Racism is about boundary lines, and about breaching them. The first step to beating it comes from observing common social mores. The fastest way to understand a new culture is to understand its jokes. Where is the line between funny and familiar? Get this nuance in place, and half the battle is one. Indians abroad did have a tendency to isolate themselves in a unique form of reverse-racism which is equally destructive. A friend, at the height of the recruiting boom, used to go to the idli-dosa restaurant in the City of London and hand out business cards to prospective IT bods, as that was where they congregated at lunchtime. It worked well for her, but not so much for the software professionals.
Creating apartness is a two way street. Jews suffered for their efforts to remain distinct and kosher which they felt was better than the ordinary way of living. Are Indians falling into the same trap? A senior executive on deputation to the USA insisted on home cooked lunches, which set him apart from others who would eat canteen food. This stand-offish behaviour was perceived both as arrogant and insulting. Needless to say, the desired integration in the firm was not successful. Of course, he has wonderful food everyday at back at home now!
Workplace relationships require as much nurturing and sensitivity as a marriage. With a degree of detachment thrown in. Is it important to go to the pub with office mates? How personal can your questions get? Do I have to tolerate the stink of meat? Should one wear coloured shirts to work if nobody else is? Is it necessary to become a clone? To blend in? Well – duh – that’s what u want to do, na, join their corpo game..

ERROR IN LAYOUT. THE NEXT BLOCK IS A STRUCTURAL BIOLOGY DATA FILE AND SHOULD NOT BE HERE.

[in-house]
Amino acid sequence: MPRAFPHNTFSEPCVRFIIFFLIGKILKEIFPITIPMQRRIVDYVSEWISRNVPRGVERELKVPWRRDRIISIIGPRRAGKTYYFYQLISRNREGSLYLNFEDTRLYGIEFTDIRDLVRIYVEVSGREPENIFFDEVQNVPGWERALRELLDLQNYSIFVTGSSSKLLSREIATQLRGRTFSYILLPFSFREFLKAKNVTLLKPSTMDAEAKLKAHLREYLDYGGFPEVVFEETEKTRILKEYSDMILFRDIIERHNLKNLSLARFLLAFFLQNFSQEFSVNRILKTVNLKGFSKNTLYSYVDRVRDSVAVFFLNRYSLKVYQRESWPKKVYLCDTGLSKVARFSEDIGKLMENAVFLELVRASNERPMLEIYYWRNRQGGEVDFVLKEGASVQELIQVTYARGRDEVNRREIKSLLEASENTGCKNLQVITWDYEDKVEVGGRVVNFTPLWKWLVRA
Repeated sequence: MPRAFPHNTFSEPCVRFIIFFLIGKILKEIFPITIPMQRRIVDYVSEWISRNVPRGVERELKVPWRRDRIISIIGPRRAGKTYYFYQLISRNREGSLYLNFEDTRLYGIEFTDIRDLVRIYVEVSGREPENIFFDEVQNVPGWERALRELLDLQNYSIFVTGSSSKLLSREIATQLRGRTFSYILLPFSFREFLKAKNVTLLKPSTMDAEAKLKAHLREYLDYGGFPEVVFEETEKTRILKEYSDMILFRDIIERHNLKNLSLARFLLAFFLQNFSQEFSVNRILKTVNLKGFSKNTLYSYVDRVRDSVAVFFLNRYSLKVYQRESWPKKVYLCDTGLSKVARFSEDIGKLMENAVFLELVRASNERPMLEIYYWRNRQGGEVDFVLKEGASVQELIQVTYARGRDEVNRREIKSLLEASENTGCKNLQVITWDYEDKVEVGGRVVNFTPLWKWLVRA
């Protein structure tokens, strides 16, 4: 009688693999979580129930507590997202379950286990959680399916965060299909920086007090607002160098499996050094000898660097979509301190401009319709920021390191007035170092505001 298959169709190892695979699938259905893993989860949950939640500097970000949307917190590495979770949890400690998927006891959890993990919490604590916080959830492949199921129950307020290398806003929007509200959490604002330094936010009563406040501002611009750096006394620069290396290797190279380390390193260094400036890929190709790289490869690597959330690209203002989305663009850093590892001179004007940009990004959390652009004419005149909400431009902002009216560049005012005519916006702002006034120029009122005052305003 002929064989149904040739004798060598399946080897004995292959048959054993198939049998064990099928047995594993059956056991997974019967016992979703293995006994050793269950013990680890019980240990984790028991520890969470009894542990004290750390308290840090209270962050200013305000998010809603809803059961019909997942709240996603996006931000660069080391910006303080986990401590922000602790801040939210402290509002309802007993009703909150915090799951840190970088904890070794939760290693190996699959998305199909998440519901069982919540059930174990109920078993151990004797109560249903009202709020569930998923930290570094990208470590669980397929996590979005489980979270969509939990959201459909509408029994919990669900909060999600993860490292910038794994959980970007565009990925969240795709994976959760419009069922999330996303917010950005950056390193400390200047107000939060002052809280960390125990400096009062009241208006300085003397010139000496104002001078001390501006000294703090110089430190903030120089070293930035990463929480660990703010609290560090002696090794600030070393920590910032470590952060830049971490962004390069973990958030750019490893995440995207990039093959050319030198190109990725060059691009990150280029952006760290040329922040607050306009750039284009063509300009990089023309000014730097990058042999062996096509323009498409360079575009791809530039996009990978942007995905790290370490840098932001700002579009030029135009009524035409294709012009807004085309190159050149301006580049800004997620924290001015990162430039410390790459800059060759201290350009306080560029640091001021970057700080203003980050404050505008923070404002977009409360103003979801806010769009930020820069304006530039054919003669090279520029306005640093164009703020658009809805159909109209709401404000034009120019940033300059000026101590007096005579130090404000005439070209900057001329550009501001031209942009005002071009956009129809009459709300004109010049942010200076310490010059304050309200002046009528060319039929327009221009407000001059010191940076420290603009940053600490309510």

So, will that sensitivity allow us to cross boundaries? Will it End racism? If I live in England, and behave exactly like the English or at the least follow their rules, will I and my kind never be subject to racist attacks? Well, yes and no. Trying to mimic another culture may merely create a caricature, an ersatz human being. Naipaul has received much flak for being a brown sahib in Oxford. On the other hand, it would be good to have context appropriate behaviours. If in a culture like England, where privacy is paramount it would be foolish to ask a person where they live – for that is a barometer of wealth and position. Don’t ask somebody the cost of their house. And yes, questions about family are acceptable, but only after you get to know a person – which means at least three or four lunches together.
Indians have been known to be racist people too. We have no shortage of jokes based on race and culture. We harbour prejudices against the wanton west, though of course not everybody does so. We vote in reality shows on the basis of state affiliations. We often give business to the broker who speaks our ‘native’ tongue and is from my state rather than the other one who tries so hard but really just isn’t somebody that comfortable. The broker I am more comfortable with is most likely to be the one who responds to my verbal and non verbal cues, and gets the job done well. Did the shared context of, say ‘native place’ matter? Probably yes, but only because my cues were picked up faster. That is not racism – or is it?